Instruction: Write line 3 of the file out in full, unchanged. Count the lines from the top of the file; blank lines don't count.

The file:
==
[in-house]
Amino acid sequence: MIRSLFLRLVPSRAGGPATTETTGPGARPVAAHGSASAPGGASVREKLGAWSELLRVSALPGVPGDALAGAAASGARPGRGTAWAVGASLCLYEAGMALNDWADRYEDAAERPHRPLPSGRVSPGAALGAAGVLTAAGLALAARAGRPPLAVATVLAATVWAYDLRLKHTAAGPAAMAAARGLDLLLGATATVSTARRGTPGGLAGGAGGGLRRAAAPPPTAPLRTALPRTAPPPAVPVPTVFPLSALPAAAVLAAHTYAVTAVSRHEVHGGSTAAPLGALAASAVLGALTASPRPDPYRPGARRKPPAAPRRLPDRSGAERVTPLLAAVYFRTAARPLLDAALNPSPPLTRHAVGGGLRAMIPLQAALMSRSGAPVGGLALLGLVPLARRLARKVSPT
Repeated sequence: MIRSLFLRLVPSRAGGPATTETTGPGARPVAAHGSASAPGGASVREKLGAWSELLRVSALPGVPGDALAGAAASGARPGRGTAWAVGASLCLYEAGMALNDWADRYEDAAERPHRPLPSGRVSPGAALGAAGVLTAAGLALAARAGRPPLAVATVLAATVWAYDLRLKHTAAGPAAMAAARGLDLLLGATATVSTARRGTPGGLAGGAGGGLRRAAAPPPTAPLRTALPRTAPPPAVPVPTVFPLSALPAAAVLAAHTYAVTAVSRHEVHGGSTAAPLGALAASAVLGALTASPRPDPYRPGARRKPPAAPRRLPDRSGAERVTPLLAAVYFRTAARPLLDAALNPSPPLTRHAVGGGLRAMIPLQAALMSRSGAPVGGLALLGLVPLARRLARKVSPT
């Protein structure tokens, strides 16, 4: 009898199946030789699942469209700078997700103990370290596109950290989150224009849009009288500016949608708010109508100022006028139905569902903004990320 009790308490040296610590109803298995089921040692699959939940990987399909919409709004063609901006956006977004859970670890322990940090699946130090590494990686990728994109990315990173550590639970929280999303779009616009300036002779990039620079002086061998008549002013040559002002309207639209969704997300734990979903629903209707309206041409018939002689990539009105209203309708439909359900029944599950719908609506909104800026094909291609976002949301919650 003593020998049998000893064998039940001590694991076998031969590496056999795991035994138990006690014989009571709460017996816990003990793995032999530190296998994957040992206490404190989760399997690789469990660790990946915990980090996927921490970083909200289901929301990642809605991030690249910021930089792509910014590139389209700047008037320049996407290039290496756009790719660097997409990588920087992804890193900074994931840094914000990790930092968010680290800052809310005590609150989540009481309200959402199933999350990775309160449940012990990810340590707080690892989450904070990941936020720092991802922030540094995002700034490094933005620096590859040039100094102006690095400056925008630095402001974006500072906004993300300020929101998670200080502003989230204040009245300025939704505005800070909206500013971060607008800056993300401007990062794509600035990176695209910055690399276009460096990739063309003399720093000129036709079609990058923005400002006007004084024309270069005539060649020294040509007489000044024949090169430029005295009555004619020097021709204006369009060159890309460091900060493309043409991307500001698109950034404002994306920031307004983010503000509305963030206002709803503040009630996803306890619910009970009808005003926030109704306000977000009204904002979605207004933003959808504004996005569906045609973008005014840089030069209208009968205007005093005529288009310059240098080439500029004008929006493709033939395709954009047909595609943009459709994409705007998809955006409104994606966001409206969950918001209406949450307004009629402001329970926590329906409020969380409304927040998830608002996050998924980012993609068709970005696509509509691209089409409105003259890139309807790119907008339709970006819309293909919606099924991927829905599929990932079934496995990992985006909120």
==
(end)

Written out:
Repeated sequence: MIRSLFLRLVPSRAGGPATTETTGPGARPVAAHGSASAPGGASVREKLGAWSELLRVSALPGVPGDALAGAAASGARPGRGTAWAVGASLCLYEAGMALNDWADRYEDAAERPHRPLPSGRVSPGAALGAAGVLTAAGLALAARAGRPPLAVATVLAATVWAYDLRLKHTAAGPAAMAAARGLDLLLGATATVSTARRGTPGGLAGGAGGGLRRAAAPPPTAPLRTALPRTAPPPAVPVPTVFPLSALPAAAVLAAHTYAVTAVSRHEVHGGSTAAPLGALAASAVLGALTASPRPDPYRPGARRKPPAAPRRLPDRSGAERVTPLLAAVYFRTAARPLLDAALNPSPPLTRHAVGGGLRAMIPLQAALMSRSGAPVGGLALLGLVPLARRLARKVSPT